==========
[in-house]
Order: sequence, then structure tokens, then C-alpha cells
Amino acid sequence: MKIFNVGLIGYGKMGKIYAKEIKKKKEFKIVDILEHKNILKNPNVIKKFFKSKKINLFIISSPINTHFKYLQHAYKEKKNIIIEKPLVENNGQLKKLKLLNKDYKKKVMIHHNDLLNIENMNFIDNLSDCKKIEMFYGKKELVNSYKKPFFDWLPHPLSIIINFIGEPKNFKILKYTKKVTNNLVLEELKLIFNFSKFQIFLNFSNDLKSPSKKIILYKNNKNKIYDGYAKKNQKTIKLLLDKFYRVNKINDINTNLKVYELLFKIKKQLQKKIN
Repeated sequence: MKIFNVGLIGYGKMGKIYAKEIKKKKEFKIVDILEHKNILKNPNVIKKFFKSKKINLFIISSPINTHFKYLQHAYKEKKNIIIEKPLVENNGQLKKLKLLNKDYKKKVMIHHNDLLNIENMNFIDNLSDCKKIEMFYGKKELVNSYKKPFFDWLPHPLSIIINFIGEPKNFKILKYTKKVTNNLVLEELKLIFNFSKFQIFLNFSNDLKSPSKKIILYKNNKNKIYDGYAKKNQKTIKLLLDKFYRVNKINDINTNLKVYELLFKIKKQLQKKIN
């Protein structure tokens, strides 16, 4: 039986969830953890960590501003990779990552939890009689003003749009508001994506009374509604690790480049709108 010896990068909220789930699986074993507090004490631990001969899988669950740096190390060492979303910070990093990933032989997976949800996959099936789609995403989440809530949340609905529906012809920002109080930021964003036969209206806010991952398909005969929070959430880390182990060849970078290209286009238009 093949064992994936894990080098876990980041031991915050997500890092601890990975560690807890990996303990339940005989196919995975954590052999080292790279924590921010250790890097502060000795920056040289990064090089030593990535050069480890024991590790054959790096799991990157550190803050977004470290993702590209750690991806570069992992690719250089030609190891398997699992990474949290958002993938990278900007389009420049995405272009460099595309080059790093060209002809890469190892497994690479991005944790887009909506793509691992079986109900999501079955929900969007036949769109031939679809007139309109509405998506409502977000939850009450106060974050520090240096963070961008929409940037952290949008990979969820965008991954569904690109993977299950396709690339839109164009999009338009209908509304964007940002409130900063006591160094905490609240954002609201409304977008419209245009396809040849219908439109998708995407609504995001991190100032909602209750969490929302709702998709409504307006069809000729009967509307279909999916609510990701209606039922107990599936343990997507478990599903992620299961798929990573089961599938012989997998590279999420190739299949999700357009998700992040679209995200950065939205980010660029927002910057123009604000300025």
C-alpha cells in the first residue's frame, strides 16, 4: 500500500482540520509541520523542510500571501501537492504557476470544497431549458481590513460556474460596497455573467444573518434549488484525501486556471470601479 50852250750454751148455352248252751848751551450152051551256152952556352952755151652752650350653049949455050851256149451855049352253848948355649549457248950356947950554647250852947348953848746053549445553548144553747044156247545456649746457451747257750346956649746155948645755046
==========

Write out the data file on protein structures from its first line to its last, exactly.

[in-house]
Order: sequence, then structure tokens, then C-alpha cells
Amino acid sequence: MKIFNVGLIGYGKMGKIYAKEIKKKKEFKIVDILEHKNILKNPNVIKKFFKSKKINLFIISSPINTHFKYLQHAYKEKKNIIIEKPLVENNGQLKKLKLLNKDYKKKVMIHHNDLLNIENMNFIDNLSDCKKIEMFYGKKELVNSYKKPFFDWLPHPLSIIINFIGEPKNFKILKYTKKVTNNLVLEELKLIFNFSKFQIFLNFSNDLKSPSKKIILYKNNKNKIYDGYAKKNQKTIKLLLDKFYRVNKINDINTNLKVYELLFKIKKQLQKKIN
Repeated sequence: MKIFNVGLIGYGKMGKIYAKEIKKKKEFKIVDILEHKNILKNPNVIKKFFKSKKINLFIISSPINTHFKYLQHAYKEKKNIIIEKPLVENNGQLKKLKLLNKDYKKKVMIHHNDLLNIENMNFIDNLSDCKKIEMFYGKKELVNSYKKPFFDWLPHPLSIIINFIGEPKNFKILKYTKKVTNNLVLEELKLIFNFSKFQIFLNFSNDLKSPSKKIILYKNNKNKIYDGYAKKNQKTIKLLLDKFYRVNKINDINTNLKVYELLFKIKKQLQKKIN
């Protein structure tokens, strides 16, 4: 039986969830953890960590501003990779990552939890009689003003749009508001994506009374509604690790480049709108 010896990068909220789930699986074993507090004490631990001969899988669950740096190390060492979303910070990093990933032989997976949800996959099936789609995403989440809530949340609905529906012809920002109080930021964003036969209206806010991952398909005969929070959430880390182990060849970078290209286009238009 093949064992994936894990080098876990980041031991915050997500890092601890990975560690807890990996303990339940005989196919995975954590052999080292790279924590921010250790890097502060000795920056040289990064090089030593990535050069480890024991590790054959790096799991990157550190803050977004470290993702590209750690991806570069992992690719250089030609190891398997699992990474949290958002993938990278900007389009420049995405272009460099595309080059790093060209002809890469190892497994690479991005944790887009909506793509691992079986109900999501079955929900969007036949769109031939679809007139309109509405998506409502977000939850009450106060974050520090240096963070961008929409940037952290949008990979969820965008991954569904690109993977299950396709690339839109164009999009338009209908509304964007940002409130900063006591160094905490609240954002609201409304977008419209245009396809040849219908439109998708995407609504995001991190100032909602209750969490929302709702998709409504307006069809000729009967509307279909999916609510990701209606039922107990599936343990997507478990599903992620299961798929990573089961599938012989997998590279999420190739299949999700357009998700992040679209995200950065939205980010660029927002910057123009604000300025």
C-alpha cells in the first residue's frame, strides 16, 4: 500500500482540520509541520523542510500571501501537492504557476470544497431549458481590513460556474460596497455573467444573518434549488484525501486556471470601479 50852250750454751148455352248252751848751551450152051551256152952556352952755151652752650350653049949455050851256149451855049352253848948355649549457248950356947950554647250852947348953848746053549445553548144553747044156247545456649746457451747257750346956649746155948645755046